Natalia Cardenas, mixologist of Southern Wine and Spirits organized an educational session last Sunday on Pisco Porton and the history and specifications behind the Peruvian Pisco DO (Denomination of Origin). The event was held at City Winery lead by @PiscoJohnny, Johnny Schuler, the master distiller at Pisco Porton. Peru’s congress awarded him a Congressional Medal of Honor in 2007 for his work to increase the quality and popularity of Peruvian pisco. At 70, he is still going very strong and is very passionate about the Peruvian DO for Pisco and the elements and unique characteristics of artisanal Pisco, he loves his Pisco! He literally wrote the book on what artisanal Peruvian Pisco really is. As I learned there is pisco and then there is the real pisco.
One of the things I enjoy about studying wine and spirits is the history behind all things wine. Pisco Porton really recaps the history best on their website behind pisco. “Like all good things, pisco began as an act of rebellion. In 1641, the King of Spain—Philip IV—imposed heavy taxes on all wine produced in Peru. In response, his new world subjects dodged the onerous tax by distilling the year’s grape harvest. In hand-forged copper vats nearly four centuries ago, a new white spirit was born and christened pisco, a reference to the Port of Pisco from where this new spirit was exported and which means ‘bird’ in the indigenous Quechua language. To this day, Peruvians call it their native spirit.
Pisco can boast what only a handful of other spirits enjoy: a Denomination of Origin. This means, quite simply, that all pisco must be made in a specific region, Lima, Ica, Arequipa, Moqueqgua and Tacna. and under the strictest of guidelines. All piscos are made in vineyards along the south western coast of Peru in fertile valleys amidst lands of sand and stone.” The valleys receive water from the Andes mountains through underground aquifers which enables them to grow grapes despite their lack of rain.
As an aside, my one time in Peru was spent hiking in the Cordillera Blanca, outside of Huaraz which is north of Lima and then returning to Lima, flying to Cuzco and taking the train to Machu Picchu. But that trip is a whole other story.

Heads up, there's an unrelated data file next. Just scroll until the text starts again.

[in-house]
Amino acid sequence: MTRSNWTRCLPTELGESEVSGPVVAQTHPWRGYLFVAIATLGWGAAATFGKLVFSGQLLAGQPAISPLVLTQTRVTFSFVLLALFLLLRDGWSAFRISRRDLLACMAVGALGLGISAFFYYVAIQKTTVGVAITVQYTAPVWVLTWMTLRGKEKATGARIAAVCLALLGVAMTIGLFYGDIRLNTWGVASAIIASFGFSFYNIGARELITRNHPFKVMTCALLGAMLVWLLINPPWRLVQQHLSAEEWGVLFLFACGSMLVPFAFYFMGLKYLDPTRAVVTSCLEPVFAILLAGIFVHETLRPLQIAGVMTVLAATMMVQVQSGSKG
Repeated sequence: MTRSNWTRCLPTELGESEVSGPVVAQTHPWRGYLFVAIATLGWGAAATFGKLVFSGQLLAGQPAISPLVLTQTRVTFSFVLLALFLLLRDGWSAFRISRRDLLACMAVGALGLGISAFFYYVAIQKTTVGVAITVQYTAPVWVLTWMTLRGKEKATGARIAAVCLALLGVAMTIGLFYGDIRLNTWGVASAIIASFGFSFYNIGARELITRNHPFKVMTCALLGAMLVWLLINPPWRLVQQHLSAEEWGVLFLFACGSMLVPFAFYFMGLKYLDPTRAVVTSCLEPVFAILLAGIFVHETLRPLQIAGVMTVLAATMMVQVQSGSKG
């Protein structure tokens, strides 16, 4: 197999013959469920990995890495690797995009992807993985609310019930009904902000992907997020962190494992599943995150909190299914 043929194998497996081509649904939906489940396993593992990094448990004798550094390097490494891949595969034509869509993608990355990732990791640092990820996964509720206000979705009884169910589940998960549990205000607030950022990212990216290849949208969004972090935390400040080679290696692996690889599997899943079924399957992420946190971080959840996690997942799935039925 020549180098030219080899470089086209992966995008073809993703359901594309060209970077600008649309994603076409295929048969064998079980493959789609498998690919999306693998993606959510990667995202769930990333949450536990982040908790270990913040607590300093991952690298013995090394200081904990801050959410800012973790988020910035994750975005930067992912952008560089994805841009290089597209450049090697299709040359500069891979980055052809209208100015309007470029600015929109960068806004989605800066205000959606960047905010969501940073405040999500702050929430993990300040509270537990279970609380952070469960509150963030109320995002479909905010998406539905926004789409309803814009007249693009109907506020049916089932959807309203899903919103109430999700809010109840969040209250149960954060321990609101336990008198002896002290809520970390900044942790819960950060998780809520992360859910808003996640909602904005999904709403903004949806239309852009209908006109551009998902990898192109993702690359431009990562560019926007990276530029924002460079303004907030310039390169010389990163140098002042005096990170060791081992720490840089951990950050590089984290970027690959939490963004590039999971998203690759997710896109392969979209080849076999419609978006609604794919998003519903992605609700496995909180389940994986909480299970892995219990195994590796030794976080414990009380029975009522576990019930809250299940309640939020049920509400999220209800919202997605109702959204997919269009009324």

Getting back to the origins of Pisco, the grape growings regions as Johnny explained are these small fertile valleys set amid a bleak landscape and it is only because of the nearby mountains that the valleys have enough water to grow grapes. The port town of Pisco, is in the north of the Ica region. Nestled in the Ica Valley of Peru, amidst the foothills of the Andes, lies the oldest distillery in the Americas, Hacienda La Caravedo, established 1684 which is where Pisco Porton is produced.
One of the specifications of the DO is that the must be distilled from any of eight specific aromatic and non-aromatic grape varietals: Quebranta, Negra Corriente, Mollar, Italia, Muscat, Albilla, Torontel and Uvina. In its distillation, pisco must be made in small batches, crafted in traditional copper pot stills and left unaged or unaltered, meaning that not even water is added to the finished product. Pisco is distilled to proof, a rarity in a world where spirit makers distill to high alcohol levels and then add water to dilute to their desired proof. This single distillation of freshly fermented grapes is one of the specifications that makes it very unique in the spirits world. As mentioned, nothing can be added, no oak barrels, no water, no sugar. So real pisco is one of the purest liquors in the world.
As Johnny recounted the history of pisco, its rises and falls swayed with the boom and bust of economics. Amid the silver rush of the 1600’s, there was an abundance of grapes, the Spanish got concerned that Peruvian wine was encroaching on Spanish sales of wine, so the Spanish King taxed Peruvian wine, so the Peruvians made spirits out of the wine, one bottle of pisco is derived from the equivalent of 4 bottles of wine. During the 1850s gold rush in San Francisco, ships were the way of the world, Pisco traveled up the Pacific to become the famous Pisco Punch created by Duncan Nicol at a bar named Bank Exchange. Through the wars that took place in the 20th century, when cotton prices went up, they planted cotton instead of grapes, during Prohibition potatoes then afterwards went back to grapes. Finally, in 1991 the DO was established to protect good pisco from bad using 4 distinguishing factors, geography, the 5 growing areas mentioned, history, singularity in the way it is made and norms and controls, the 8 grapes.
One of the requirements for the DO is the use of copper pot stills like the one above and only one distillation without much rectification so as to keep as much of the flavors as possible. There are 3 types of pisco, pisco puro (one variety), pisco acholado (a blend of varieties) and pisco mosto verde. This pisco is different due to it’s distillation process. To make Mosto Verde, the fermentation process is interrupted and then the juice is distilled. Normally, to make pisco, you let the fermentation process turn all the sugar content in the grape juice to alcohol. It takes more grapes to make Mosto Verde. The end product has even more flavor and more body.
We were able to taste Porton Puros that are not sold in the US and we tasted the lovely mosto verde. The aromas varied depending on the grape and the finish on all of them was very soft. The mosto verde in particular was smooth, aromatic and a velvety mouth feel. I admitted to Johnny that my first pisco sour was in Chile. However, after the seminar today I now understand why real Peruvian pisco is so special because of the standards to uphold and all the different steps involved and literally hands in the process of making it. But I decided that real pisco makes people happy like this picture of Natalia and Johnny.